Massachusetts Appellate Court Affirms Dismissal of Product Liability Lawsuit Against Birth Control Patch Manufacturer
In September of last year, the Appeals Court of Massachusetts issued a written opinion in a product liability lawsuit brought by the surviving family members of a 17-year-old college student who died after suffering from a pulmonary embolism allegedly caused by her use of the defendant’s birth-control patch. In affirming the dismissal of the plaintiffs’ case, the court determined that the manufacturer properly warned potential users of the specific dangers of using the patch, and there was no “feasible and safer alternative” that the manufacturer could have used in manufacturing the patch.
The Facts of the Case
The plaintiff’s daughter was a sexually active college student who was looking for a back-up form of birth control in addition to condoms. The student and her mother met with the student’s doctor, who initially provided a prescription for an oral contraceptive. Several months after taking the oral contraceptive, the student stopped taking the pill. Again, she approached her doctor in hopes of finding another alternative. The doctor provided her with a prescription for the defendant’s birth-control patch.
The doctor told the student and her mother about the risks involved with using the patch, which included blood clots. In addition, when the student picked up the prescription, there was a paper insert in the packaging explaining the risks associated with the use of the patch. Three months after using the patch, the student died from a massive pulmonary embolism.
Judges have many duties when they oversee a personal injury trial. One of a judge’s most important roles is to make evidentiary rulings to ensure that the jury considers only relevant and probative evidence. This requires a judge to apply the rules of evidence to determine which evidence is admissible and which evidence is not admissible.
Often, there is considerable litigation over the admissibility of evidence. In some cases, evidence that is very favorable to a party may not be admitted before the jury. When this is the case, that party is prohibited from referring to that evidence at all. A party’s reference to inadmissible evidence or a party’s improper comment on admitted evidence may require the judge to provide a curative instruction to the jury. In a recent medical malpractice case, the plaintiff took issue with the judge’s curative instruction after the plaintiff’s counsel made what the judge determined to be an improper comment.
The Facts of the Case
The plaintiffs were the parents of a young child who suffered serious birth injuries and died within a few minutes of being born. The plaintiffs filed a medical malpractice and wrongful death lawsuit against the physicians who cared for the baby’s mother during her delivery. Essentially, the plaintiffs claimed that the defendants failed to correctly monitor the baby’s heart rate and waited too long to perform a necessary cesarean section.
Will This Decision Affect My Brockton Personal Injury Case?
Earlier last year, the Appeals Court of Massachusetts issued a written decision in an interesting premises liability case that required the court to discuss the “mode of operation” doctrine. In the case, Amara v. Falcon Holding Corporation, the court determined that the facts of the plaintiff’s accident did not fall within the doctrine, and the court ultimately affirmed the dismissal of the plaintiff’s case.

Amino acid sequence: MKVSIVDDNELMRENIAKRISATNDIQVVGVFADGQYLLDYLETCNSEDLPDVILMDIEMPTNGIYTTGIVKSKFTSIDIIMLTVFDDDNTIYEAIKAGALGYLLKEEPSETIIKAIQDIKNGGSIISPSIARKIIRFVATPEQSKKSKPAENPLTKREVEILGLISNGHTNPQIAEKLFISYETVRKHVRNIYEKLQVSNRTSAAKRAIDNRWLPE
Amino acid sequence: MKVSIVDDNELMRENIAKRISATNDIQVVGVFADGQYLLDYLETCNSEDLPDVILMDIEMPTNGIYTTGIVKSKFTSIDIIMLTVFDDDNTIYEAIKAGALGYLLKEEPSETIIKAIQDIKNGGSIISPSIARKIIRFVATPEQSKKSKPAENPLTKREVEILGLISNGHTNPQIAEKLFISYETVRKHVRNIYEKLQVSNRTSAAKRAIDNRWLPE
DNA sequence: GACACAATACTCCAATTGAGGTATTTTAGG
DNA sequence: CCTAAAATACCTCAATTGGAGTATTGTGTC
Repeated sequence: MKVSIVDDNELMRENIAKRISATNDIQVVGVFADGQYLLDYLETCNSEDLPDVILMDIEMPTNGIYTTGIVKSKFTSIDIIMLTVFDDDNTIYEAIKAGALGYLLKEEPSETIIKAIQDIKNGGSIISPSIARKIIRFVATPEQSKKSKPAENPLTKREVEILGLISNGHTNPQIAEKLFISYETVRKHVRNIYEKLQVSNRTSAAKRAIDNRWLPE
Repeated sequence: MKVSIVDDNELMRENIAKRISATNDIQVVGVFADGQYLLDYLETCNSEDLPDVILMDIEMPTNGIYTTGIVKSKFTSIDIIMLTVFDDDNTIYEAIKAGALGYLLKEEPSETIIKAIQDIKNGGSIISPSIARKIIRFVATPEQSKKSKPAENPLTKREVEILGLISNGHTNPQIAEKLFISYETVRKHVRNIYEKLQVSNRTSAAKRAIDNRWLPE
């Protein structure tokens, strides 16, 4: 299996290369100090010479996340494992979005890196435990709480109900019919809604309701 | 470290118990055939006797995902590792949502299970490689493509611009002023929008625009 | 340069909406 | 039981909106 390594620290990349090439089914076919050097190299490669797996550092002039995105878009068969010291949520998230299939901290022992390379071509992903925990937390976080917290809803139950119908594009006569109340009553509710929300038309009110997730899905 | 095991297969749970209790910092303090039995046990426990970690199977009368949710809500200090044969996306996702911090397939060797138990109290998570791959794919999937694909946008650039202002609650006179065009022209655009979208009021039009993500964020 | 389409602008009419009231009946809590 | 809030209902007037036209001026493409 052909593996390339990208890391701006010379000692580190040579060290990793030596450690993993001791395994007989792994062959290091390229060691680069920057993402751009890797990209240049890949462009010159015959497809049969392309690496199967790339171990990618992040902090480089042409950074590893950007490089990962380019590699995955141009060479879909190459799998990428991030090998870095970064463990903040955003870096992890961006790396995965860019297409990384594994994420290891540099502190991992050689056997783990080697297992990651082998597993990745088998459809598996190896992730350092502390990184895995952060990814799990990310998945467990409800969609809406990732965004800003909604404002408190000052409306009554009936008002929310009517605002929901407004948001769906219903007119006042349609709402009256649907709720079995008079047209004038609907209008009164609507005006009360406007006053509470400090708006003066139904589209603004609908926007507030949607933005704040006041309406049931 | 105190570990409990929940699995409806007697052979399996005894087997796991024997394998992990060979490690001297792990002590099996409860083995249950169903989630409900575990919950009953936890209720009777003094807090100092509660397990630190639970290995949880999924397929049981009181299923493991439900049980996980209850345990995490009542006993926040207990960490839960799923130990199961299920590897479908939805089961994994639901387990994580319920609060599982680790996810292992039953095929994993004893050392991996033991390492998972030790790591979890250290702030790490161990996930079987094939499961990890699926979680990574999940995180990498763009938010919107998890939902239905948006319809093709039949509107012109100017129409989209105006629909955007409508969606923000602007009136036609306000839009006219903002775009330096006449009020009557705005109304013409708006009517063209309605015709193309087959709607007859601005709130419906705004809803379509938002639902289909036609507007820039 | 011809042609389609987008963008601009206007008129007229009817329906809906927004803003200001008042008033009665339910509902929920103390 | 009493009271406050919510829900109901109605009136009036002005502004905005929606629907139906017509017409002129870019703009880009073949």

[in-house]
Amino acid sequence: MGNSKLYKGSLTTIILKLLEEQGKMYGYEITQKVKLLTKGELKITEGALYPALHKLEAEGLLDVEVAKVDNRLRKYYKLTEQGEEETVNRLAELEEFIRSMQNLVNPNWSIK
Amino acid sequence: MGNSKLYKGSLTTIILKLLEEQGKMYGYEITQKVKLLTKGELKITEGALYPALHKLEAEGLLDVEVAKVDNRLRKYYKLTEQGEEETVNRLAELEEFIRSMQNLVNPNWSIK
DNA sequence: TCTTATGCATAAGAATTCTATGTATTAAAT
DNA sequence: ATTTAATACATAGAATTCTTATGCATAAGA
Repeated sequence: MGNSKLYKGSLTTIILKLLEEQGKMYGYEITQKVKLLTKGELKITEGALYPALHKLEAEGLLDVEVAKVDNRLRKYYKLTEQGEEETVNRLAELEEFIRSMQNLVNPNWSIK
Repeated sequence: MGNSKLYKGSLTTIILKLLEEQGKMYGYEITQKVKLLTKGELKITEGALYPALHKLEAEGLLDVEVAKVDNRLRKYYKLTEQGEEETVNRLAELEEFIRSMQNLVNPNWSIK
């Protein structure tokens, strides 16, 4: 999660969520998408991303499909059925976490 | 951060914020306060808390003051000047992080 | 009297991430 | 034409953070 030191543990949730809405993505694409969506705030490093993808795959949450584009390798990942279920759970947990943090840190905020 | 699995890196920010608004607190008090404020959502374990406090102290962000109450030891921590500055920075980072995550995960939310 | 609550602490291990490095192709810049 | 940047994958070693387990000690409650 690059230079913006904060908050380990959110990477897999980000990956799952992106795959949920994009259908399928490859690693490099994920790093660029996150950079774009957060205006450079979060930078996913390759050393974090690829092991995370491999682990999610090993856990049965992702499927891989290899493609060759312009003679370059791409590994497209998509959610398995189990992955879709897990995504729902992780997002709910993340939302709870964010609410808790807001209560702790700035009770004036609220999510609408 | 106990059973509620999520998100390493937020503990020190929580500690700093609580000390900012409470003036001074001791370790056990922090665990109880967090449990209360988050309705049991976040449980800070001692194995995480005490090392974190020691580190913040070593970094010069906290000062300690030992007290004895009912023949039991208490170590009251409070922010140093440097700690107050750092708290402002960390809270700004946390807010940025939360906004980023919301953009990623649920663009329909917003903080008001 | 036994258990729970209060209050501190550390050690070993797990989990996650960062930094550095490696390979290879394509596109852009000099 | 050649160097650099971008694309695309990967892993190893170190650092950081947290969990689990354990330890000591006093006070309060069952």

The Facts of the Case
Amara was attending a conference at a Sheraton Hotel. On a trip to the restroom, Amara slipped and fell on the ceramic tile floor, sustaining serious injuries as a result. Upon getting up, she noticed that the floor was covered in a wet foamy substance that smelled like furniture polish. Upon further investigation, Amara located an uncapped bottle of furniture polish in a nearby cabinet that was leaking onto the floor. Evidently, another person attending the conference thought that it was an air freshener and sprayed the substance accordingly.
Amara filed a premises liability lawsuit against the owner of the hotel. In response, the hotel asked for the case to be dismissed because the plaintiff had failed to provide evidence that the owner knew or should have known about the dangerous condition on the floor. Amara did not argue that anyone at the hotel knew about the spill but instead argued that under the “mode of operation” doctrine, the hotel could still be held liable. The trial court disagreed with Amara and granted the hotel’s motion to dismiss. Amara appealed.
Medical Malpractice – “Continuing Course Of Treatment” Doctrine
Last year, the Supreme Judicial Court of Massachusetts issued a written opinion in a medical malpractice case that required the court to discuss the continuing course of treatment doctrine as it applies to late-filed medical malpractice cases. The court ultimately determined that the doctrine does apply under Massachusetts law, but it only tolls a statute of limitations up to the point at which the allegedly negligent physician stops treating the patient.
The Continuing Course of Treatment Doctrine
Medical malpractice cases must be filed within a certain period of time, or by law, the court must dismiss the case. These time limits are called statutes of limitations. Generally speaking, a statute of limitations begins when the cause of actions accrues, meaning when the negligent medical act is performed. However, in some cases, a patient may not realize that they have been a victim of medical malpractice until months or years later.
In situations in which a patient does not immediately realize their injuries, there is an exception to the statute of limitations, and it may be extended or “tolled.” Under this exception, a statute of limitations will not start until the plaintiff realizes that they have been injured.